Blockbuster tries another approach in battling Netflix, with a kiosk
Blockbuster and Netflix have been battling for home video supremacy for long enough to almost declare a winner, and the dual investor meetings held by the companies shows where the real disadvantage lies.
Blockbuster's more than 7,800 retail stores in the US are beginning to appear more of an onus than an asset.
However, the company remains strident in its support of physical locations with the unveiling of its Blockbuster kiosk prototype. Produced by NCR Corp, the kiosk allows for in-store downloading and will enter test markets in three weeks. The kiosks will reportedly offer compatibility with a specific Archos personal media player, but Blockbuster intends to make them compatible with a wider range of devices by the time they see a national rollout in two to three years, according to company forecasts.
NCR had a banner year in 2007, reporting record year-over-year revenue growth. A look at the company's other offerings gives a general idea of what to expect from Blockbuster's kiosks. NCR's Xpress Entertainment Kiosk, for example, is an 800 pound, 82 inch tall Windows XP machine equipped with an Intel Core2 Duo 3.0 GHz processor, with 1 GB of RAM, an 80 GB HDD, and a 13.56 MHz RFID reader. These behemoths are capable of holding 948 DVDs for sale or rent, and provide a touchscreen interface from NCR's Touch Automation.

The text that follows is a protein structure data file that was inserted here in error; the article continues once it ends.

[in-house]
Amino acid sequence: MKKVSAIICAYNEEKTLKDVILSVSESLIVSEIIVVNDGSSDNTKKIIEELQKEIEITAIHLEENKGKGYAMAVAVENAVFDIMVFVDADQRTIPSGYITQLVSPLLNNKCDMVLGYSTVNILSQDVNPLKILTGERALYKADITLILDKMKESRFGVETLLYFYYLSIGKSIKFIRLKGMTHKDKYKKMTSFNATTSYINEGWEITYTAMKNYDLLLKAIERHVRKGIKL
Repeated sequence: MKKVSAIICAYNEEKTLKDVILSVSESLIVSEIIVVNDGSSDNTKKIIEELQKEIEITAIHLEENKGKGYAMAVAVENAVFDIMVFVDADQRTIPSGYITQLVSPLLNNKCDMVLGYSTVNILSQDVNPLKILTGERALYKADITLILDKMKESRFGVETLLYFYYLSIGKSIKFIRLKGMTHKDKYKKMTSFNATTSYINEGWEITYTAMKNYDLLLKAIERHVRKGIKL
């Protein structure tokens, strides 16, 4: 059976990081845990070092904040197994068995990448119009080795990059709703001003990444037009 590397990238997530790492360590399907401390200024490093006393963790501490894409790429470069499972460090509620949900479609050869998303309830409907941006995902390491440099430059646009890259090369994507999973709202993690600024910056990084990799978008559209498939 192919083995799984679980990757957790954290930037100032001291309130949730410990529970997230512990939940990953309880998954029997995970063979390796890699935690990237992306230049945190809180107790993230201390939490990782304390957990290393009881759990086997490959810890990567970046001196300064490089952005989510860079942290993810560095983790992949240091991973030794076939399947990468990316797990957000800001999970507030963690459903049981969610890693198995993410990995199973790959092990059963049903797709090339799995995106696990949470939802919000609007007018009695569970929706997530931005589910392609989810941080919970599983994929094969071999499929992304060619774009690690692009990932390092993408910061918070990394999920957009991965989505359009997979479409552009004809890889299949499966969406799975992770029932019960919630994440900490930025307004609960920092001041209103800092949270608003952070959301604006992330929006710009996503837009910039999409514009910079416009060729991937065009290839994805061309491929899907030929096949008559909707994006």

Though Blockbuster's kiosks will serve a different purpose from NCR's Xpress Entertainment modules and therefore not be such magnificent wastes of space, one problem still remains: You will have to physically go to a Blockbuster location to download movies.
Still, Blockbuster CEO Jim Keyes has been quoted as saying these machines afford a "terrific opportunity to transform [Blockbuster's] stores."
Netflix, on the other hand, has already anticipated the remaining lifespan of hard copy media, and has already begun its transition into a video download service. The company's recent release of its first dedicated set-top box will soon be followed by new versions from major consumer electronics manufacturers.
Though it has been reported that Netflix currently streams only 10 percent of its catalog thus far, and that its investment into providing downloads will not pay off for several years, the outlook for that company is strong -- or at least, stronger. Netflix simply does not have the real estate issues that Blockbuster has, and is better suited to transition with the home video market's continued move toward pure data.